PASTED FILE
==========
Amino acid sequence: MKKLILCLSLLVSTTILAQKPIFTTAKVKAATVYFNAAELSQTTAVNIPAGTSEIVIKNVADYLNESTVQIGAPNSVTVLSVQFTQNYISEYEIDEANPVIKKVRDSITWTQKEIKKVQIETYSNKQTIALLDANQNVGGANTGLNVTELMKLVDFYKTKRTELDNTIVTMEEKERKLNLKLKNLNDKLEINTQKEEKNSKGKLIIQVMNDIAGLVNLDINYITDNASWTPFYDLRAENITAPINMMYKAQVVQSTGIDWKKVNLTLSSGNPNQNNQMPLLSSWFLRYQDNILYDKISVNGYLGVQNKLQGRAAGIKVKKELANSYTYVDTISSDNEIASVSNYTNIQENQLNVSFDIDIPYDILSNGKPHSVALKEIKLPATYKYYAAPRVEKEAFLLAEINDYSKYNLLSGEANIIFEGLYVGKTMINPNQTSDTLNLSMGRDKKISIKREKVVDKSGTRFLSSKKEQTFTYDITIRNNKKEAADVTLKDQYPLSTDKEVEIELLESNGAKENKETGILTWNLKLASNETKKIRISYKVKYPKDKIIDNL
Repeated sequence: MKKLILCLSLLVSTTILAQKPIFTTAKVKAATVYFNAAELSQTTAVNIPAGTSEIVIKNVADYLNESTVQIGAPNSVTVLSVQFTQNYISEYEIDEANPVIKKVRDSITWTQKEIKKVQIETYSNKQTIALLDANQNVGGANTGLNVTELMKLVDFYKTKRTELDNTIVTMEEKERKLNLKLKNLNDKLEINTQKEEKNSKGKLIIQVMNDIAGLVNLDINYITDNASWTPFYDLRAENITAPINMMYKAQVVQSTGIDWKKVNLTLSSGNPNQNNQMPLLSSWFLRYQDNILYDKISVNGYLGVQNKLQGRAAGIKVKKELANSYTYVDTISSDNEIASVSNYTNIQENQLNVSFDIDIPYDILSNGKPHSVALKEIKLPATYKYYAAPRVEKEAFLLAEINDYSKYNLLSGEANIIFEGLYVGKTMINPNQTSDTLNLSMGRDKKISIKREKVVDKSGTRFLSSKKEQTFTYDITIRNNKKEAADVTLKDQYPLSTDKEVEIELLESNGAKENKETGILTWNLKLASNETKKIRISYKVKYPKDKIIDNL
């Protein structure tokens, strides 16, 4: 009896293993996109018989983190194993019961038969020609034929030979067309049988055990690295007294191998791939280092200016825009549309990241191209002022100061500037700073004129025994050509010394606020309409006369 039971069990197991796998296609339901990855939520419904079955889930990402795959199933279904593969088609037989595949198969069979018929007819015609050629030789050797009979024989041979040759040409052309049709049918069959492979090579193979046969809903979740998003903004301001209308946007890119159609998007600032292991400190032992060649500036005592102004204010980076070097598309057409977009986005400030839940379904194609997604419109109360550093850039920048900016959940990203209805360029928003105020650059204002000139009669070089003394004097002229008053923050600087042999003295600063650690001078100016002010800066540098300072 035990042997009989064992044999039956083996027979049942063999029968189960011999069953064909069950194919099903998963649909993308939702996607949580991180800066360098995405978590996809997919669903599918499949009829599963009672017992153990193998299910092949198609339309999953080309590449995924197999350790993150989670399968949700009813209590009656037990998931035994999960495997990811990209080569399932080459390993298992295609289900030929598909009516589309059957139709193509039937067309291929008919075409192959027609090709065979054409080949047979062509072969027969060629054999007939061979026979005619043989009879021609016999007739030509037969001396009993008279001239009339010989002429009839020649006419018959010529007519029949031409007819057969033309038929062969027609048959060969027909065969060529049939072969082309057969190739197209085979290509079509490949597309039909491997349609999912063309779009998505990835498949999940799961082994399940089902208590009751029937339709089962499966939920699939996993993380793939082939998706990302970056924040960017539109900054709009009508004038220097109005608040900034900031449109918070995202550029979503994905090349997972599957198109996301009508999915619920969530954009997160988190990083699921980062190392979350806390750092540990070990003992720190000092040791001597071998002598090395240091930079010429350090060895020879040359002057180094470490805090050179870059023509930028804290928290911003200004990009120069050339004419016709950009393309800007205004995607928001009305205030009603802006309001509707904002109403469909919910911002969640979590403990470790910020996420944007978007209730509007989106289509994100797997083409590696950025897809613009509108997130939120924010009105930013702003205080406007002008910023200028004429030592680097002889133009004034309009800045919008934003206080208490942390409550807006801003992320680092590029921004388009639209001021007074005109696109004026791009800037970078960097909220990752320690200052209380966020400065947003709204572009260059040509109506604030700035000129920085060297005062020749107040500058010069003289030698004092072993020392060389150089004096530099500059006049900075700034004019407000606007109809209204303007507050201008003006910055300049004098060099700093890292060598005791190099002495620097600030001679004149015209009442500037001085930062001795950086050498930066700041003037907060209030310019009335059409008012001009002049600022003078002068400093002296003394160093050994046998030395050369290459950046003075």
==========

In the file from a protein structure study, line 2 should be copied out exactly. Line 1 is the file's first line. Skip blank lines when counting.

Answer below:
Repeated sequence: MKKLILCLSLLVSTTILAQKPIFTTAKVKAATVYFNAAELSQTTAVNIPAGTSEIVIKNVADYLNESTVQIGAPNSVTVLSVQFTQNYISEYEIDEANPVIKKVRDSITWTQKEIKKVQIETYSNKQTIALLDANQNVGGANTGLNVTELMKLVDFYKTKRTELDNTIVTMEEKERKLNLKLKNLNDKLEINTQKEEKNSKGKLIIQVMNDIAGLVNLDINYITDNASWTPFYDLRAENITAPINMMYKAQVVQSTGIDWKKVNLTLSSGNPNQNNQMPLLSSWFLRYQDNILYDKISVNGYLGVQNKLQGRAAGIKVKKELANSYTYVDTISSDNEIASVSNYTNIQENQLNVSFDIDIPYDILSNGKPHSVALKEIKLPATYKYYAAPRVEKEAFLLAEINDYSKYNLLSGEANIIFEGLYVGKTMINPNQTSDTLNLSMGRDKKISIKREKVVDKSGTRFLSSKKEQTFTYDITIRNNKKEAADVTLKDQYPLSTDKEVEIELLESNGAKENKETGILTWNLKLASNETKKIRISYKVKYPKDKIIDNL